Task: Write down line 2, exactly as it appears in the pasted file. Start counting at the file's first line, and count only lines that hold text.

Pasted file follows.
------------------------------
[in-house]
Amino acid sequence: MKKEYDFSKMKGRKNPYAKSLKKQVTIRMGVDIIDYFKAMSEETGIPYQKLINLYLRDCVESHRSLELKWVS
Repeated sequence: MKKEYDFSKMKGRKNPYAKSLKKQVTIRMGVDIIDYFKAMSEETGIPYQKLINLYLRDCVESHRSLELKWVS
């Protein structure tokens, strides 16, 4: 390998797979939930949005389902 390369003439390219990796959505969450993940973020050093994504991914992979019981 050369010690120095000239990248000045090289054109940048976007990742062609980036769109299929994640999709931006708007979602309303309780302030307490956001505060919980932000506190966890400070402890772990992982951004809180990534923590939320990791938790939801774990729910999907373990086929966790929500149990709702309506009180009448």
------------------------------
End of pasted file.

Amino acid sequence: MKKEYDFSKMKGRKNPYAKSLKKQVTIRMGVDIIDYFKAMSEETGIPYQKLINLYLRDCVESHRSLELKWVS